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Edinburgh, Canongate, 5 Crichton's Close, Scottish Poetry Library

Library (20th Century)

Site Name Edinburgh, Canongate, 5 Crichton's Close, Scottish Poetry Library

Classification Library (20th Century)

Canmore ID 291101

Site Number NT27SE 6181

NGR NT 26531 73784

Datum OSGB36 - NGR

Permalink http://canmore.org.uk/site/291101

Ordnance Survey licence number 100057073. All rights reserved.
Canmore Disclaimer. © Copyright and database right 2019.

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Digital Images

Administrative Areas

  • Council Edinburgh, City Of
  • Parish Edinburgh (Edinburgh, City Of)
  • Former Region Lothian
  • Former District City Of Edinburgh
  • Former County Midlothian

Activities

Project (1997)

The Public Monuments and Sculpture Association (http://www.pmsa.org.uk/) set up a National Recording Project in 1997 with the aim of making a survey of public monuments and sculpture in Britain ranging from medieval monuments to the most contemporary works. Information from the Edinburgh project was added to the RCAHMS database in October 2010 and again in 2012.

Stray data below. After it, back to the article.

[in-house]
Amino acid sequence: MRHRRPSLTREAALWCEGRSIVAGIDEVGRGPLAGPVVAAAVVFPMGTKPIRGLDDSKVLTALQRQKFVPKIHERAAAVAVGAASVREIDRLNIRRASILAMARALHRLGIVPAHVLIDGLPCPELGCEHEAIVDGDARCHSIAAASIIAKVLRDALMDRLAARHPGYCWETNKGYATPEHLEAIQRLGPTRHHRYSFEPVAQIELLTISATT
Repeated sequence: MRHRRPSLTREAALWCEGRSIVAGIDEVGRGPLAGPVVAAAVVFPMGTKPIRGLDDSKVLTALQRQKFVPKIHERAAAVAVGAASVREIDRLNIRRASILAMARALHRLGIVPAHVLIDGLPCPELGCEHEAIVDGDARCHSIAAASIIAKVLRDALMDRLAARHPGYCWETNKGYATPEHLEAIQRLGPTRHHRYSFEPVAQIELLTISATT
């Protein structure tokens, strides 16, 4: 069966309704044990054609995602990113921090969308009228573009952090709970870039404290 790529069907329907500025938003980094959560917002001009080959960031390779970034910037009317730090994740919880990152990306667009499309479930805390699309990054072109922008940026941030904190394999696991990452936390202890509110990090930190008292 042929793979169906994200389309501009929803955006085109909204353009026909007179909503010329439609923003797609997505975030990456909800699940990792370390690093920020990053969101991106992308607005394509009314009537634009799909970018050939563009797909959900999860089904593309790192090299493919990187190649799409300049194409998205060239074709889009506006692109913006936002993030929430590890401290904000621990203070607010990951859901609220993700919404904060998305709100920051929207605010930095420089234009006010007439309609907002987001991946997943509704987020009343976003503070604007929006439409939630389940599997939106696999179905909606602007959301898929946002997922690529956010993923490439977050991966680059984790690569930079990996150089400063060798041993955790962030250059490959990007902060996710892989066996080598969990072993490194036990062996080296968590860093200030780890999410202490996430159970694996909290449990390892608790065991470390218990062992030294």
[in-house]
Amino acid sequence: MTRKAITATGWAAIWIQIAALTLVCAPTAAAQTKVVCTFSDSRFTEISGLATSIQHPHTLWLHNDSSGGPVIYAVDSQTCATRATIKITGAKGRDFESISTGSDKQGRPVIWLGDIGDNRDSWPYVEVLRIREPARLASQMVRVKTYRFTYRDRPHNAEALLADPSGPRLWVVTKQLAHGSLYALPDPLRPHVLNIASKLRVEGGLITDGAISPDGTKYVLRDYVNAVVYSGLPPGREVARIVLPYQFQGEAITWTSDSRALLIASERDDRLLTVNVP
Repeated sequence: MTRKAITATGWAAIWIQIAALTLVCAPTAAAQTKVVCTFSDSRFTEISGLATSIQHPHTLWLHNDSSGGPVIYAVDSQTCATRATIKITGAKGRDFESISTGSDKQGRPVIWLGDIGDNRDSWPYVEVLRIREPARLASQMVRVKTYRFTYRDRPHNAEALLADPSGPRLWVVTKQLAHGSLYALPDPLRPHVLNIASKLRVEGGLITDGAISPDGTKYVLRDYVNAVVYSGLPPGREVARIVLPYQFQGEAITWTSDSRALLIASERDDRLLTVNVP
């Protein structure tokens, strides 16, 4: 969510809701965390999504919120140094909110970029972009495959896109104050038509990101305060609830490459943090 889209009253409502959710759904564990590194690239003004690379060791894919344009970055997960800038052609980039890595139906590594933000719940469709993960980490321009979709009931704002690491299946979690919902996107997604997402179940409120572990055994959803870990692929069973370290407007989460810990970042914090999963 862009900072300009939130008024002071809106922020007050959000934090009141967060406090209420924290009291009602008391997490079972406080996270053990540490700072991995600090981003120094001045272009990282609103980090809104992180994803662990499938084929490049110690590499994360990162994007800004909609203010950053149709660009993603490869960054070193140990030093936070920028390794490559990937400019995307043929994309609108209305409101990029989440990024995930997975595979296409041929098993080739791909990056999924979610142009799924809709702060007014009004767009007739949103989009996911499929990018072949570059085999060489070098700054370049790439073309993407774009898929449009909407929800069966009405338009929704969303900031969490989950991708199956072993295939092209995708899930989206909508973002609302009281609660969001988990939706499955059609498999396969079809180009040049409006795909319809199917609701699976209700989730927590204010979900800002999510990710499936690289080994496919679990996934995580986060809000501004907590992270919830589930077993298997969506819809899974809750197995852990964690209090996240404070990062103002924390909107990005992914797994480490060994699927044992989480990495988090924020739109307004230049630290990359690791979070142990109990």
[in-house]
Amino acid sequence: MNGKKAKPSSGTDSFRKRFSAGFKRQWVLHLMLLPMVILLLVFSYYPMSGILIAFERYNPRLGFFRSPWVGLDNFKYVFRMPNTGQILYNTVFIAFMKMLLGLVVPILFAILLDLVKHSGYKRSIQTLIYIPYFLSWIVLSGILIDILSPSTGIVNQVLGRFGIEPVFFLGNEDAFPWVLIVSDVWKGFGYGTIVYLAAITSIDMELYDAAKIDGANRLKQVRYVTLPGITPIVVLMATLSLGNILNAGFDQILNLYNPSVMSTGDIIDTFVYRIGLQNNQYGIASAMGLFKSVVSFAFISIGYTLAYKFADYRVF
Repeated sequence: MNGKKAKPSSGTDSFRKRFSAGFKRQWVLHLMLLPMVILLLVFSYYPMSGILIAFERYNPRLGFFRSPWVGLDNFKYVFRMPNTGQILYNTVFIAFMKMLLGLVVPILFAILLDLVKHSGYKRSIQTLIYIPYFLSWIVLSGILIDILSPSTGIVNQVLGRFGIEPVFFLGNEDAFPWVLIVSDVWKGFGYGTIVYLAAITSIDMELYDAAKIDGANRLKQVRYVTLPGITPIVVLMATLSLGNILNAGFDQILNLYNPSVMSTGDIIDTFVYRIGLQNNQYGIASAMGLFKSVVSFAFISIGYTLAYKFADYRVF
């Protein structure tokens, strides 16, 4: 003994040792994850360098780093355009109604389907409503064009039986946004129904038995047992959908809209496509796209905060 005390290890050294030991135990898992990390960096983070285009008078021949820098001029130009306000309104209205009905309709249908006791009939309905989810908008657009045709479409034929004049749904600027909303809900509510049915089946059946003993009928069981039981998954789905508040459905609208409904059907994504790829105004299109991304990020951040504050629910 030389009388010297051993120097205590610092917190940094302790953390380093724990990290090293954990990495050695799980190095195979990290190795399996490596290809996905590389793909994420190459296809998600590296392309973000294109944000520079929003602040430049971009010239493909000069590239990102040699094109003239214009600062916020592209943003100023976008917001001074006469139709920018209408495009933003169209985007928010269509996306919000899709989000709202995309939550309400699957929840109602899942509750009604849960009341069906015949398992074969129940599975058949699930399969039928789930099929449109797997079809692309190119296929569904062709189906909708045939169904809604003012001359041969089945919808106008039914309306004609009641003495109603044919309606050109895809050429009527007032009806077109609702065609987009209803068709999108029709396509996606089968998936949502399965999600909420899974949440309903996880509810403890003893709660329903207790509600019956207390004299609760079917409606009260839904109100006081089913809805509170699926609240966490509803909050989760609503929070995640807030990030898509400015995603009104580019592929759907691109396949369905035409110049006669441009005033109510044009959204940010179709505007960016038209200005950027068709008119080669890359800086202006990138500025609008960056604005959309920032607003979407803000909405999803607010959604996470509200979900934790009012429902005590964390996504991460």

The PMSA (Public Monuments and Sculpture Association) Edinburgh Sculpture Project has been supported by Eastern Photocolour, Edinburgh College of Art, the Edinburgh World Heritage Trust, Historic Scotland, the Hope Scott Trust, The Old Edinburgh Club, the Pilgrim Trust, the RCAHMS, and the Scottish Archive Network.

Field Visit (20 December 2000)

Double-sided frosted/etched glass screen of 3 panels within a steel bannister at the edge of the mezzanine above the stair. Large clear letters on the stair side, and a selection of landscape references in phrases from poems in the collection, form a horizontal overall pattern in small etched letters on the mezzanine side.

The artist, Elizabeth Ogilvie, describes it as 'an attempt to extract an essence of Scotland, its land and people.'

See EDIN0306

Inscriptions : In glass on stair side::

THIS HOUSE, THIS POEM.. THIS FRESH HYPOTHESIS (Quotation from Iain Chricton Smith's 'Sonnet' from 'The White Noon' collection)

In glass on the mezzanine side (small etched upper case letters): [a selection of texts in Scots, English and Gaelic, beginning with Thomas the Rhymer and ending with George Gunn]